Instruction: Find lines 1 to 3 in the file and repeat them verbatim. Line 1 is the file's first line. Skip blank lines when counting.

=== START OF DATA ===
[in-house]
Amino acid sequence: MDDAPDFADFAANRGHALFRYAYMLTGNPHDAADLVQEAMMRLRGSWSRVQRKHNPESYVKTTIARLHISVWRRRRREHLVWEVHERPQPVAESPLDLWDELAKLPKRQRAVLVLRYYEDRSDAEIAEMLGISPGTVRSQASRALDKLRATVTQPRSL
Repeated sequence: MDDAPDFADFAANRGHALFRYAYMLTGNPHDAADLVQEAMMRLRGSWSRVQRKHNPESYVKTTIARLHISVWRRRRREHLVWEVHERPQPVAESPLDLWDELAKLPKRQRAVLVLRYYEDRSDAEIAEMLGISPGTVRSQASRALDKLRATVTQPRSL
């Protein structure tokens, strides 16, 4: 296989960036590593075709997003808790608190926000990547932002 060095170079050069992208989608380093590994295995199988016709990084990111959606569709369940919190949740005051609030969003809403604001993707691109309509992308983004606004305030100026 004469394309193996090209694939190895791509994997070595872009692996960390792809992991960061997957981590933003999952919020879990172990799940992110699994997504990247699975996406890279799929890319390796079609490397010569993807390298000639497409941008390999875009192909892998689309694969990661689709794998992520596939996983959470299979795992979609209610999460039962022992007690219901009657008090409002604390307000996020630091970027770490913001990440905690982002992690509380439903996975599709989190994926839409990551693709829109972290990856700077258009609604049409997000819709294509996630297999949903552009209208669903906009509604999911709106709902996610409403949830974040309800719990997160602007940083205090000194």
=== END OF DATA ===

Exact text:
[in-house]
Amino acid sequence: MDDAPDFADFAANRGHALFRYAYMLTGNPHDAADLVQEAMMRLRGSWSRVQRKHNPESYVKTTIARLHISVWRRRRREHLVWEVHERPQPVAESPLDLWDELAKLPKRQRAVLVLRYYEDRSDAEIAEMLGISPGTVRSQASRALDKLRATVTQPRSL
Repeated sequence: MDDAPDFADFAANRGHALFRYAYMLTGNPHDAADLVQEAMMRLRGSWSRVQRKHNPESYVKTTIARLHISVWRRRRREHLVWEVHERPQPVAESPLDLWDELAKLPKRQRAVLVLRYYEDRSDAEIAEMLGISPGTVRSQASRALDKLRATVTQPRSL